The American Psychiatric Association has just released draft revisions for the fifth edition of its Diagnostic and Statistical Manual of Mental Disorders (DSM-5) for a two-month comment period. (The DSM-5 will be published in May 2013.) Because mental health professionals and healthcare payers rely on the DSM for diagnoses, changes to it can influence millions of people.

A few specific diagnoses – especially bipolar disorder in children and autism spectrum disorder – are getting a lot of the attention, but the draft revisions also include an important change in how diagnoses are made. A new “dimensional assessment approach” will take into account the severity of patients’ symptoms as well as the number of symptoms of particular disorders they exhibit. NPR’s Kathleen Masterson, citing an example from DSM task force member Dr. Darrel Reiger, explains:

Regier gives the example of depression. In diagnosing major depression — a well-documented and studied disorder — doctors use a checklist of nine symptoms. Patients who meet five out of nine criteria can be said to have major depression.

But what about a patient who only has four symptoms, yet all are very severe? Say this patient has thoughts of suicide, sleeping problems, trouble concentrating and a depressed mood so severe he can’t drag himself out of bed. Technically, the way the current DSM-IV is set up, this person would be considered free of major depression because he meets only four criteria.

Under the newly proposed system a patient wouldn’t need five criteria to be diagnosed with major depression. The severity of the symptoms a patient does have would be factored into the diagnosis.

To some degree, doctors are already assessing patients this way. “It’s not new in practice,” says Dr. David Shaffer, chief of the division of child and adolescent psychiatry at Columbia University Medical Center. Doctors treat patients who need help even if their symptoms don’t add up to a clear-cut disorder. And, he says, researchers and people testing treatments already use scales of severity to describe the patients in their studies. “So the goal is to somehow bring that into the diagnosis.”

In terms of specific diagnoses, the DSM’s task force proposes replacing the diagnosis of bipolar disorder in children with a new label, “Temper Dysregulation Disorder.” I knew that a recent spike in pediatric bipolar diagnoses and an accompanying surge of prescriptions for antipsychotic drugs (which have worrisome side effects) has caused some health professionals to sound alarms. What I was surprised to learn from a report by NPR’s Alix Spiegel, though, was that the diagnosis of bipolar disorder in children was first suggested by researcher Janet Wozniak (who’s now at Massachusetts General Hospital) in the mid-90s, but the folks at DSM had been skeptical of it. Here’s Spiegel talking with David Shaffer of Columbia University Medical Center, one of the members of the DSM task force:

SPIEGEL: Wozniak wrote up a paper which proposed that many of the kids diagnosed with ADHD were actually bipolar, and it was hugely influential. But David Shaffer and many other psychiatrists were never convinced. He says that in order to claim that these kids were bipolar, Wozniak had to change one critical component of the traditional definition of bipolar disorder, also known as manic depression.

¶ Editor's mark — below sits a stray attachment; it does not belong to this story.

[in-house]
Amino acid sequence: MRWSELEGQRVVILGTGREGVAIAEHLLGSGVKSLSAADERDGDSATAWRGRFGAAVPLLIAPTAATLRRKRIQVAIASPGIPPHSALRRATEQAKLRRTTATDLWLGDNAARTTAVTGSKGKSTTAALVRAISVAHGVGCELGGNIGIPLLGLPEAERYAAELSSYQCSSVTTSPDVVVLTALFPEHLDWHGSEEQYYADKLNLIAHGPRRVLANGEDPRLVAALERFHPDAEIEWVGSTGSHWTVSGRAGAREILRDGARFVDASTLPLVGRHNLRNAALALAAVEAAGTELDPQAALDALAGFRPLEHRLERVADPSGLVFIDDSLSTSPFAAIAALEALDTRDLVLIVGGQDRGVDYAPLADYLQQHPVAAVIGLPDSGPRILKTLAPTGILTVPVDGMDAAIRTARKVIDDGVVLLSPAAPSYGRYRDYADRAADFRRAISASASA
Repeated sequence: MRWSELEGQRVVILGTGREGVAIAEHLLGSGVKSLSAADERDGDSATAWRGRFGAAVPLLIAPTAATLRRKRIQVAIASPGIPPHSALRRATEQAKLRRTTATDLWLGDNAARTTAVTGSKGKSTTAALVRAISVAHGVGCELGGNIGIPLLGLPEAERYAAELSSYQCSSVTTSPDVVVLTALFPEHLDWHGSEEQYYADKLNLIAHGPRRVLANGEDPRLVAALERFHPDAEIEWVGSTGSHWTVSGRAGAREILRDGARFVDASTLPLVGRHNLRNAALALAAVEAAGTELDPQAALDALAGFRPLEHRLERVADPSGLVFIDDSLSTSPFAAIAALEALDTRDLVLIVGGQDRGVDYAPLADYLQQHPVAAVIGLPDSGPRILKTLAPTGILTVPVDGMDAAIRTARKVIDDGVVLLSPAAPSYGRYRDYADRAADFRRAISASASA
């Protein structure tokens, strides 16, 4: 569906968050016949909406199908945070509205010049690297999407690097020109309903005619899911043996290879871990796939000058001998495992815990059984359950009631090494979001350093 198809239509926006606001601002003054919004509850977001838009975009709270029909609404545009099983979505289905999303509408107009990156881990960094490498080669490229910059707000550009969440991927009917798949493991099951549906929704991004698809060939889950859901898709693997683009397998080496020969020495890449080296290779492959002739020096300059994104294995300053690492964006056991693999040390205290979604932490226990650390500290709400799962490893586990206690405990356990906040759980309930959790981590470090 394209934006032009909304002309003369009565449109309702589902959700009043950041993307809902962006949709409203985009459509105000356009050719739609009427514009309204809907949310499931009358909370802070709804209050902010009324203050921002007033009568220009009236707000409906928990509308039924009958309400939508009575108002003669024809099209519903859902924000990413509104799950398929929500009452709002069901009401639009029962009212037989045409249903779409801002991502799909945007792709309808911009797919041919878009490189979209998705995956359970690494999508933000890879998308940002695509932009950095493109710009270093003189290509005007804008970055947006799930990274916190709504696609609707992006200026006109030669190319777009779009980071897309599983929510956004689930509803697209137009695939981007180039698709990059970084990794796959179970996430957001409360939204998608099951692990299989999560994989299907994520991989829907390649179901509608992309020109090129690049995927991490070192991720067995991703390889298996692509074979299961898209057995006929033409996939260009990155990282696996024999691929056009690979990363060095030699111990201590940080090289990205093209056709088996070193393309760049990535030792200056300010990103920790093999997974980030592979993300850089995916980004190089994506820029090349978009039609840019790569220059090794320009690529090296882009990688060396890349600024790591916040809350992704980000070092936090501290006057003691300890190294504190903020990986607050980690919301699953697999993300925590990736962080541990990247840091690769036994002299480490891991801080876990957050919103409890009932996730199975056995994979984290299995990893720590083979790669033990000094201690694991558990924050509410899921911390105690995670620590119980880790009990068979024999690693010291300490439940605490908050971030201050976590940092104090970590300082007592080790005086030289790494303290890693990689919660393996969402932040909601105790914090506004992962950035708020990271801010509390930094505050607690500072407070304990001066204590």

Dr. SHAFFER: The defining feature of manic depression was that it was episodic, that you had episodes of depression and episodes of mania and episodes of normal mood.

SPIEGEL: But the kids Wozniak described rarely had discreet week-long or month-long episodes. They just had consistent problems with rage. The fact that the kids dont have episodes, Shaffer says, is one reason that people at the DSM were skeptical of the childhood bipolar label. And he also points out that bipolar disorder is supposed to be a lifelong condition, but the kids Wozniak identified don’t always grow up to have problems with their moods.

University of Washington psychiatrist Jack McClellan told the New York Times’ Benedict Carey that the change in diagnosis will likely mean that a behavioral rather than pharmaceutical treatment will be considered the primary treatment for children suffering from the disorder.

In yet another NPR story, Jon Hamilton highlights the proposed incorporation of Asperger’s syndrome into the broad diagnosis of “autism spectrum disorder.” Although many people understand Asperger’s as high-functioning autism, the current DSM separates the two diagnoses. Hamilton explains that many people diagnosed with Asperger’s don’t like the thought of being in the same category as people with severe forms of autism. The executive director of the Global and Regional Asperger Syndrome Partnership, John Carley, told Hamilton that he’ll find it hard to call himself autistic – but he agrees with the DSM task force’s decision.

The American Psychiatric Association states that it welcomes input from clinicians, researchers, administrators, and anyone who is “a person/family member affected by a mental disorder.” More details are available at the DSM-5 Development website.